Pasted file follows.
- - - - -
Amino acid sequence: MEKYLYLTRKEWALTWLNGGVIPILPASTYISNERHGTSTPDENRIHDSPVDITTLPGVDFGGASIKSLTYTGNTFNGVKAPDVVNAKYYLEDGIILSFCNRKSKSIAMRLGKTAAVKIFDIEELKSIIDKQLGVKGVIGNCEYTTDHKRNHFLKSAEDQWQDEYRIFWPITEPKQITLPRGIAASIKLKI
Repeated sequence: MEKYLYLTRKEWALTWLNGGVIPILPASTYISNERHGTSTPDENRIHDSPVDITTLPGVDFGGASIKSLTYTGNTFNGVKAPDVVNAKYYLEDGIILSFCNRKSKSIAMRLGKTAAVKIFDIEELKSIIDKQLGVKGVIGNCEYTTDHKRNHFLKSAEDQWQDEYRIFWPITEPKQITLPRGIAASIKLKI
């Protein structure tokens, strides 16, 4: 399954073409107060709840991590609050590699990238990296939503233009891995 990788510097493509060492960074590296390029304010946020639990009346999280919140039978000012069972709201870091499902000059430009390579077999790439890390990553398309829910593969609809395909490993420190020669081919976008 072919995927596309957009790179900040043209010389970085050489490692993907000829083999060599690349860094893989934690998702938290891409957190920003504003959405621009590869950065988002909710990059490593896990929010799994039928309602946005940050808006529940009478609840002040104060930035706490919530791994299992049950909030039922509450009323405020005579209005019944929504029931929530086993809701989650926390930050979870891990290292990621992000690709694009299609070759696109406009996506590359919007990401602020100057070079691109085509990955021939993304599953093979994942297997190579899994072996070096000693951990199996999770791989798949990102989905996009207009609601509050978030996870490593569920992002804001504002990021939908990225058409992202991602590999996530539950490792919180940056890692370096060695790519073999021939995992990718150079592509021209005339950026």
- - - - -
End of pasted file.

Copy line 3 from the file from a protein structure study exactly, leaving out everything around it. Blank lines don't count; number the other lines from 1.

């Protein structure tokens, strides 16, 4: 399954073409107060709840991590609050590699990238990296939503233009891995 990788510097493509060492960074590296390029304010946020639990009346999280919140039978000012069972709201870091499902000059430009390579077999790439890390990553398309829910593969609809395909490993420190020669081919976008 072919995927596309957009790179900040043209010389970085050489490692993907000829083999060599690349860094893989934690998702938290891409957190920003504003959405621009590869950065988002909710990059490593896990929010799994039928309602946005940050808006529940009478609840002040104060930035706490919530791994299992049950909030039922509450009323405020005579209005019944929504029931929530086993809701989650926390930050979870891990290292990621992000690709694009299609070759696109406009996506590359919007990401602020100057070079691109085509990955021939993304599953093979994942297997190579899994072996070096000693951990199996999770791989798949990102989905996009207009609601509050978030996870490593569920992002804001504002990021939908990225058409992202991602590999996530539950490792919180940056890692370096060695790519073999021939995992990718150079592509021209005339950026």